What is more, policies aimed at “accelerating learning” were often unclear about how English learners’ unique linguistic and academic needs and assets would be accounted for. For example, plans to develop statewide model curricula lacked details about whether English learners will be provided integrated language support throughout the entire curriculum.
In fact, English learners are often an afterthought in curriculum design, which means supports for these students are often add-ons that are not necessarily embedded with the content. Likewise, trying to make up for missed instructional time by adding days to the school calendar or creating opportunities for targeted support — such as before- or after-school care and during the summer — will require additional steps to ensure English learners will benefit.
State and local education agencies are under tremendous pressure to spend the funds now. But to be intentional and effective, we need to stop looking for silver bullets and start thinking about what investments are needed to have the best possible long-term impact on all students. When it comes to English learners and other linguistically diverse students, we know what works: access to instructional programs and materials that tap into their linguistic and cultural assets.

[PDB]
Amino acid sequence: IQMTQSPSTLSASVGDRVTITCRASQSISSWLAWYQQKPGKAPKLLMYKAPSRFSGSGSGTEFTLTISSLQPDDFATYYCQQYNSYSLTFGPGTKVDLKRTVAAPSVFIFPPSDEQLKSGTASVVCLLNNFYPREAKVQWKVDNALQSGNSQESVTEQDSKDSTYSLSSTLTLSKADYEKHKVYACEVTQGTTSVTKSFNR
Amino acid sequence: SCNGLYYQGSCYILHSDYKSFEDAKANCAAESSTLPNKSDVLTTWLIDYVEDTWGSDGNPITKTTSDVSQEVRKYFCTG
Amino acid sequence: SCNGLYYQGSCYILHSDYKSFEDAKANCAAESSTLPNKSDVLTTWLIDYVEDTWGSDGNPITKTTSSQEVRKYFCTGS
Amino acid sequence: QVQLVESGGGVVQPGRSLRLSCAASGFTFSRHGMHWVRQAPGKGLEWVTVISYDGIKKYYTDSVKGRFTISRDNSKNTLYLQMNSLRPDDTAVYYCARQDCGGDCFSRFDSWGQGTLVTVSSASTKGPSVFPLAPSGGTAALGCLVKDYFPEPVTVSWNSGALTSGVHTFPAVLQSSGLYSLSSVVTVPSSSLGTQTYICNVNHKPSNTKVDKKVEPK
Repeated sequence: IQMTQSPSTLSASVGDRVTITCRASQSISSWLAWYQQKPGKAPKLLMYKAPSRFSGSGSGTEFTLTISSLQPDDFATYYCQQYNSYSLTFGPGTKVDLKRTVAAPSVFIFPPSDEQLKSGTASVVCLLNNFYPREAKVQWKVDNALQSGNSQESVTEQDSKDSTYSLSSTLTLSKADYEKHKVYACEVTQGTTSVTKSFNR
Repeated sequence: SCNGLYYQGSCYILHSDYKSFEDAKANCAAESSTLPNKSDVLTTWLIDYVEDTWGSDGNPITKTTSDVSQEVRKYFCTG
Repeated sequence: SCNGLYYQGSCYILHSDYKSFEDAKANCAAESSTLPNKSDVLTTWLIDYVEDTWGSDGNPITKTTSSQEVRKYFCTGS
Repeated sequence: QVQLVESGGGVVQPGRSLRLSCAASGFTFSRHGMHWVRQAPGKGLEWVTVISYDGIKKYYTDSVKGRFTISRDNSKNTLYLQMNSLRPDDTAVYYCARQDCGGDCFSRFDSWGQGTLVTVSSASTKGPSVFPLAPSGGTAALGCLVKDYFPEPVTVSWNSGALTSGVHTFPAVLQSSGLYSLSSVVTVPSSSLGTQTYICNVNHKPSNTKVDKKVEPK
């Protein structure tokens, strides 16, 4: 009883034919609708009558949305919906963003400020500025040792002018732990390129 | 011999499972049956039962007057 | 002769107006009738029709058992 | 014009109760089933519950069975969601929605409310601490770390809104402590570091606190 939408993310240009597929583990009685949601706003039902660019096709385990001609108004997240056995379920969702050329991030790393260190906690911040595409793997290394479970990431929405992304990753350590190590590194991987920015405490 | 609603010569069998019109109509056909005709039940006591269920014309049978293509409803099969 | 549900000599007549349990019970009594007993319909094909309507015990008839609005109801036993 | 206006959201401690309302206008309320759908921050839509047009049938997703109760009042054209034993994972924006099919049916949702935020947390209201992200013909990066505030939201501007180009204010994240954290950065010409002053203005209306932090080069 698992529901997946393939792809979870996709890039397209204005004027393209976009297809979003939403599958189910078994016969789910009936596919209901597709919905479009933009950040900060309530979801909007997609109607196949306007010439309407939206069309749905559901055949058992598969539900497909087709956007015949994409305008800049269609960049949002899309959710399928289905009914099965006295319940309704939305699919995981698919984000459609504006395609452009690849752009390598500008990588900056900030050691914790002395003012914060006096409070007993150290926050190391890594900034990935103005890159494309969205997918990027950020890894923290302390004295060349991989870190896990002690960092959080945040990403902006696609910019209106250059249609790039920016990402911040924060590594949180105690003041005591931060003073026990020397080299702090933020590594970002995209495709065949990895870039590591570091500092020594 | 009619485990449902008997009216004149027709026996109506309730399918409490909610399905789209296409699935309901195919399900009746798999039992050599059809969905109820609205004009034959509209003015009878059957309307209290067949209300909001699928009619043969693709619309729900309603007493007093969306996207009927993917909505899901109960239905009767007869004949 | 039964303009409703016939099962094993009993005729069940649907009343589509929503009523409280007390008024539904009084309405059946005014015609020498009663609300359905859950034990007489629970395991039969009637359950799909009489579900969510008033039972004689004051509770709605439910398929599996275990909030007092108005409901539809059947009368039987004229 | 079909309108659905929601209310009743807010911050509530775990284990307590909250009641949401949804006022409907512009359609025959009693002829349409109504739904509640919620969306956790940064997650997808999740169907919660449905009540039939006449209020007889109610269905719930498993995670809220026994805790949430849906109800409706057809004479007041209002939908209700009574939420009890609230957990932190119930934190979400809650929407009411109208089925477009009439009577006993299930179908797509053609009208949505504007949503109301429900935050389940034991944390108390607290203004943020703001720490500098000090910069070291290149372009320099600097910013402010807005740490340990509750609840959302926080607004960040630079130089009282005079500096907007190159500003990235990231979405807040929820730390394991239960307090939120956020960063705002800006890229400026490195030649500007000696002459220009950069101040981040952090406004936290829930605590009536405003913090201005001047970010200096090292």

For English learners, promising practices include things like:
- Providing intensive training for general education teachers on how to support English learners in their classrooms.
- Investing in materials and curriculum in students’ home language(s).
- Creating or expanding dual language programs specifically geared toward English learners.
- Hiring temporary counselors (bilingual if possible) to help address mental health issues.
All of these can be allowable expenditures under federal recovery fund requirements.
State and local education agencies are required to “meaningfully engage” with stakeholders and take public input into account. But there has been a significant disconnect between those deciding how to spend the money and those most in sync with the needs of students. Federal recovery funding plans are not set in stone, which means states and districts can pivot their approach if they find their students would benefit from alternative investments after consulting with the appropriate educators.
Right now, funds are sitting with school districts, and it is time for local English language educators, administrators and specialists to be proactively engaged to ensure they are able to voice the needs of their English learner students. Local education leaders should also think creatively about how to maximize the whole pot of money available to support English learners.
While COVID-19 relief funding may be temporary, these other funding streams are not, which means using emergency funding wisely today may help make the case for increased funding in the future.